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GOP Republicans Are Turning Their Back On Gun Owners, Set To Make Sweeping Restrictions

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The tragic massacre that happened outside a Las Vegas hotel during a country music festival, leaving 59 dead and hundreds more injured, has reignited the debate on gun control in the U.S. While Republicans in Congress are likely hesitant to back any huge bills that would go beyond what the National Rifle Association would deem allowable, there are indications that some in the GOP are willing to back a ban on certain accessories.

Bump-fire stocks (sometimes referred simply as bump stocks) are devices that are placed on semi-automatic weapons that allow a user to rapidly fire bullets from their weapons in a succession so fast it resembles the speed and succession of automatic weapons. While automatic weapons are illegal, bump stocks that essentially turn semi-automatic weapons into automatic weapons are permissible to purchase.

To a lot of lawmakers, that doesn’t make a lot of sense — why should an accessory that turns a legal weapon into an otherwise illegal one be easy to purchase? Indeed, Stephen Paddock, the man who carried out the mass shooting in Las Vegas, had several bump stocks attached to dozens of weapons he stashed in his hotel room.

A bill authored by Sen. Dianne Feinstein (D-CA) would ban the sale and purchase of bump stocks. Other lawmakers, when asked about the proposal, signaled they’d look at the bill and possibly consider it. Sen. David Perdue (R-GA), who already thought bump stocks were illegal, told reporters, “I’d look at [the bill], for sure.”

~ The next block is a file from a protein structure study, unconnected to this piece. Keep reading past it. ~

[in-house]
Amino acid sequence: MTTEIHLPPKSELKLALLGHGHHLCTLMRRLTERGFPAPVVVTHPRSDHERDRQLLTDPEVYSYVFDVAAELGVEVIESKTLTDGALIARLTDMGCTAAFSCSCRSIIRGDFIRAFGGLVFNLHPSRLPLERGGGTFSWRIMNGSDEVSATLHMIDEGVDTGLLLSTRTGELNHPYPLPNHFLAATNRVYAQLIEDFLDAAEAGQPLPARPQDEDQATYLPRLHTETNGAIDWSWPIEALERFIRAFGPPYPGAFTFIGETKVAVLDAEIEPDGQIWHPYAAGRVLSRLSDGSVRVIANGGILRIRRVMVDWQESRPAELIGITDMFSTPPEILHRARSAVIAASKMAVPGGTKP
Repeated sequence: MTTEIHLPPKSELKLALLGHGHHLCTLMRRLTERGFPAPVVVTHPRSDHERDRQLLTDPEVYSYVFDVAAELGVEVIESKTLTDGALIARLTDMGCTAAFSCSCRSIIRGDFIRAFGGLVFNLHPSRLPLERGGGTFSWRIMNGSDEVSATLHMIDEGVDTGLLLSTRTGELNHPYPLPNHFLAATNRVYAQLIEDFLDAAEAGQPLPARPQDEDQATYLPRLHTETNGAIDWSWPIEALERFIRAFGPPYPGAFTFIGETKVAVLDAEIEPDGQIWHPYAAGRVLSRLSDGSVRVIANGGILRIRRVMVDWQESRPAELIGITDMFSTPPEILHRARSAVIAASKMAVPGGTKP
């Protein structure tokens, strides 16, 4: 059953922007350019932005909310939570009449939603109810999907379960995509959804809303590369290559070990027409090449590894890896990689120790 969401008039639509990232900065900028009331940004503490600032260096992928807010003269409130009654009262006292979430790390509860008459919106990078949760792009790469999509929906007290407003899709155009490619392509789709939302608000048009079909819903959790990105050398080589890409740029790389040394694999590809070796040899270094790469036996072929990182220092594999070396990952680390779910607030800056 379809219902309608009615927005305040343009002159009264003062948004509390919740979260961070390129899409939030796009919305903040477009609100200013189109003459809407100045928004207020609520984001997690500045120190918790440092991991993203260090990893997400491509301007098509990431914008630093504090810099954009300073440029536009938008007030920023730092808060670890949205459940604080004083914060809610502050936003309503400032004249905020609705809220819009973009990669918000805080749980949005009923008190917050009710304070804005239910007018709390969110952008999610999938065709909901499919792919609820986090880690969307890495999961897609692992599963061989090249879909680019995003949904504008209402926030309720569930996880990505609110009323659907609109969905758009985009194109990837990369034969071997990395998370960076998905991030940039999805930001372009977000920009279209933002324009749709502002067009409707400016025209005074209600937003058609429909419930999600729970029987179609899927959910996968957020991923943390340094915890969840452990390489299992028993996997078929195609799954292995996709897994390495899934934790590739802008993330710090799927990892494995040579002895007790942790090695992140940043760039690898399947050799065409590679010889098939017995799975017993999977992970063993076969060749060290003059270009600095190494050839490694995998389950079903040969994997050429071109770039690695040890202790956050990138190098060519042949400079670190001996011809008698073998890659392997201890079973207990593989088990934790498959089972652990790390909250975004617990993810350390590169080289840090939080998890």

“I’d want to make sure that nobody has access to that, if that’s [currently] the law of the land,” he added.

Sen. John Cornyn (R-TX) also suggested he’d be open into learning more about Feinstein’s bill. After more information comes to light about the massacre in Las Vegas, and if bump stocks were indeed a part of the issue, “we should have a hearing and look into it,” he said.

To be sure, many other Republicans have signaled their defiance to any gun regulations. Sen. Richard Shelby (R-AL), for example, stated that he wouldn’t even take the time to consider looking at Feinstein’s bill. “I’m a Second Amendment man, I’m not for any gun control,” he said.

Still, it’s at least a little bit reassuring to see that some Republicans are willing to have the conversation about aspects of gun control, even if it is a narrow part such as accessories like bump stocks. A much larger conversation on gun culture and whether a need truly exists for legally allowing citizens to own assault rifles (like those used in so many mass shootings) is still worth having. But at least for now, a small glimmer of hope exists on taking proactive steps to control gun violence in America.


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